Recognize Key Words to Bill Effectively for Laryngoscopy Procedures
- Published on Sun, Oct 01, 2000
Using the wrong laryngoscopy code can be a costly error. A relatively simple procedure such as an indirect laryngoscopy (where no scope is used) can be confused with a far more complicated surgery because both codes describe laryngoscopies, with little in the CPT manual to distinguish them.
In fact, CPT lists 27 distinct laryngoscopy codes. Because there are so many, confusion about which code to use can occur, particularly if the otolaryngologist simply lists laryngoscopy at the top of the operative note. As a result, coders need to check the otolaryngologists documentation carefully not just the description of the procedure at the top of the operative report. This will ensure that the procedure performed will be the one billed.
Laryngoscopy Code Groups
The 27 codes can be divided into the following three groups:
Each of these groups, further, consists of four or more codes that differ by function, including but not limited to the following criteria:
with removal of foreign body
with removal of lesion
The reimbursement rates for these procedures vary greatly. For example, a diagnostic indirect laryngoscopy (31505, laryngoscopy, indirect; diagnostic [separate procedure]) has an assigned value of 2.14 relative value units (RVUs). A direct scope with arytenoidectomy (31561, laryngoscopy, direct, operative, with arytenoidectomy; with operating microscope), the most expensive of the laryngoscopy procedures, has an assigned value of 9.90 RVUs.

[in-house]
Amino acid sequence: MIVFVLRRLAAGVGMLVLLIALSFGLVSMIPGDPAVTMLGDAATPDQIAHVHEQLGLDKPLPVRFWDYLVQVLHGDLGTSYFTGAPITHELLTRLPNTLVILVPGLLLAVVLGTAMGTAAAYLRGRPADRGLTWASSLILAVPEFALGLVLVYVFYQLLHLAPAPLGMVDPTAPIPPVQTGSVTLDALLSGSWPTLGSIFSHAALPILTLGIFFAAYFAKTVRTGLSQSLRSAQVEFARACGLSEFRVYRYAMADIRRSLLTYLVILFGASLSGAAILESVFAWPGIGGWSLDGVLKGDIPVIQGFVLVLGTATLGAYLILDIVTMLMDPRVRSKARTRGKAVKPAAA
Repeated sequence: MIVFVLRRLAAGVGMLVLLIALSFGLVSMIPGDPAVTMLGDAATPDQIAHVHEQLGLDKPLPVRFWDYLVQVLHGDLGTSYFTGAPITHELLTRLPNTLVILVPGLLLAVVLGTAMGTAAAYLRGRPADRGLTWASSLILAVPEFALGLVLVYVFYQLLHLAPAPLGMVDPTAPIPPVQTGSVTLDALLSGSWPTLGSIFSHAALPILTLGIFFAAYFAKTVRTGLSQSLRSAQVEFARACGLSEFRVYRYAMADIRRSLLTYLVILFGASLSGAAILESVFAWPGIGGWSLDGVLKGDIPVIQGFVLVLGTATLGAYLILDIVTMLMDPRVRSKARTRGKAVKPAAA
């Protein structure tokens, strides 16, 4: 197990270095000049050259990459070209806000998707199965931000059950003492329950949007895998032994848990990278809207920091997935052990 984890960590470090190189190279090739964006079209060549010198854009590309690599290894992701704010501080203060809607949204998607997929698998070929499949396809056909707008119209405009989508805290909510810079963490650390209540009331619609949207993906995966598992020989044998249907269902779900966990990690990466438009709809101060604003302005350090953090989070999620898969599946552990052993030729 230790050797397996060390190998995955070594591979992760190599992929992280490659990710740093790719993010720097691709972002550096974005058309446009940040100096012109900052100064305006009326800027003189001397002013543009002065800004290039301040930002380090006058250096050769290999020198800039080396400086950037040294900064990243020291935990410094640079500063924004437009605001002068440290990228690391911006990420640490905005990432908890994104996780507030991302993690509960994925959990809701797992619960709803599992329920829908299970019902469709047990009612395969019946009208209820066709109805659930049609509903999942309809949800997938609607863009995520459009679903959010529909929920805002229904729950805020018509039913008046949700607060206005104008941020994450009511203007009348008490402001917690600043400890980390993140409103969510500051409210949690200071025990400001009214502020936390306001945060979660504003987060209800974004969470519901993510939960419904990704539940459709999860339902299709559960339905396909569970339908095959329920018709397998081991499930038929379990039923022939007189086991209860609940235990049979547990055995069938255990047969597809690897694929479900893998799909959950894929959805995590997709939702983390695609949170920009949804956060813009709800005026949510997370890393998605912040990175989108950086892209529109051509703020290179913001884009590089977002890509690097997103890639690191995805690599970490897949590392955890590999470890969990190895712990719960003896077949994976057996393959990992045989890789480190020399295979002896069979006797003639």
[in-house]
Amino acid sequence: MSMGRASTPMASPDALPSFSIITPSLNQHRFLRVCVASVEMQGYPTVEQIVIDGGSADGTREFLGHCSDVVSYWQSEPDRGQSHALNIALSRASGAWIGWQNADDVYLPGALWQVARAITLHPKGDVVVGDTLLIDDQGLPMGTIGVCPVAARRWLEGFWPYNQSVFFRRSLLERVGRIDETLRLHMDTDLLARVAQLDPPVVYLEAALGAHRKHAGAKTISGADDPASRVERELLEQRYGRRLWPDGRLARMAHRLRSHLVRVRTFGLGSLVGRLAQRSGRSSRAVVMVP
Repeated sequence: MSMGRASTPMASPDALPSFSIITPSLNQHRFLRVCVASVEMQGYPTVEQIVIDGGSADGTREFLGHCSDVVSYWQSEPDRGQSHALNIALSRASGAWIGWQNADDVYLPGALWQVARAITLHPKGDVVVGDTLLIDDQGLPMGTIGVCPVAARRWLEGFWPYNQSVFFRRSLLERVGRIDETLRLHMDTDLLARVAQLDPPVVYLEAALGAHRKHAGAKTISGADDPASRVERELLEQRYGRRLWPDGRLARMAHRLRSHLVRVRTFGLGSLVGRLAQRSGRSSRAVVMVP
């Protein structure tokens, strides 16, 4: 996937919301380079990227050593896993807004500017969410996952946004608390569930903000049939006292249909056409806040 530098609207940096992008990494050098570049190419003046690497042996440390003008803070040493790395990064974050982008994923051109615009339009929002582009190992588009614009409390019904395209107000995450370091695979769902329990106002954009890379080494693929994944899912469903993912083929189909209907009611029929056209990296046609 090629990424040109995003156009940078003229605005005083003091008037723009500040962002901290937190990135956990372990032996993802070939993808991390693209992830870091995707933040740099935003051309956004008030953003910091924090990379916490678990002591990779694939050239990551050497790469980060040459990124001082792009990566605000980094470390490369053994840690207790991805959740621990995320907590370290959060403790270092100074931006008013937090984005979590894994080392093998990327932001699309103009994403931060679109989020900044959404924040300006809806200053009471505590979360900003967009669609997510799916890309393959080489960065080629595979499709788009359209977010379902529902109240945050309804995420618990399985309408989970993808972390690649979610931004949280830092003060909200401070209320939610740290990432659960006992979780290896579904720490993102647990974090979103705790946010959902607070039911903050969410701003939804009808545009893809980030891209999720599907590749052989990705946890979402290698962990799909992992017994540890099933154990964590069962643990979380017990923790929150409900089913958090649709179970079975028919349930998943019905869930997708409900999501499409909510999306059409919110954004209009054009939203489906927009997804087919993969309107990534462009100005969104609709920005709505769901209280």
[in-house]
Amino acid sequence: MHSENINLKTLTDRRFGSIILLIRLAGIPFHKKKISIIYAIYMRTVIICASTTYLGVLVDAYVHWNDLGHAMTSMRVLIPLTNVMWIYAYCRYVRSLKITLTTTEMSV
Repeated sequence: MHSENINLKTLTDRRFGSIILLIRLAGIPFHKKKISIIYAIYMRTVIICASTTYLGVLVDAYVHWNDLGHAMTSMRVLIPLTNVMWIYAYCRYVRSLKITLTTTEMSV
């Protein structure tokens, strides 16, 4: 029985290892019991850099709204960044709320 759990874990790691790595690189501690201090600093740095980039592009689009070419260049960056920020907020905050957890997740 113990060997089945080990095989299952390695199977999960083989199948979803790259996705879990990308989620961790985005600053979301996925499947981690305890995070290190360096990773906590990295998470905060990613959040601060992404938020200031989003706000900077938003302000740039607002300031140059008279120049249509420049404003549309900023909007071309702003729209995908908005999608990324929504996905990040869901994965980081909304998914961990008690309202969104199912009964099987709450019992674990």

This range of codes and corresponding payment rates means coders need to know how the three main laryngoscopy categories differ from each other. Further, coders need to
know how to recognize key words in the otolaryngologists operative report that point not only to the correct category but also to the specific procedure performed.
Indirect laryngoscopy is the simplest of the three laryngoscopy categories. Consequently, the five procedures in this category do not involve a scope and offer the least reimbursement. Rather, they are used when the otolaryngologist examines the patient using mirrors to visualize the larynx, either for diagnostic purposes or as a guide for biopsy, lesion or foreign body removal, or vocal cord injection.
The simplest of these codes (diagnostic) often is used during a routine examination and should not be billed separately, says Barbara Cobuzzi, MBA, CPC, CPC-H, an independent coding and reimbursement specialist in Lakewood, N.J.
If the mirror is used to check on a specific condition or symptom, however, it may be billed separately. For example, a patient visits the doctor because of an earache (381.01, acute serous otitis media) but also complains of a sore tongue. The otolaryngologist evaluates the tongue using the mirror and determines the patient has glossitis (529.0).
Because the mirror exam is unrelated to [...]
Otolaryngology Coding Alert
Issue - Oct, 2000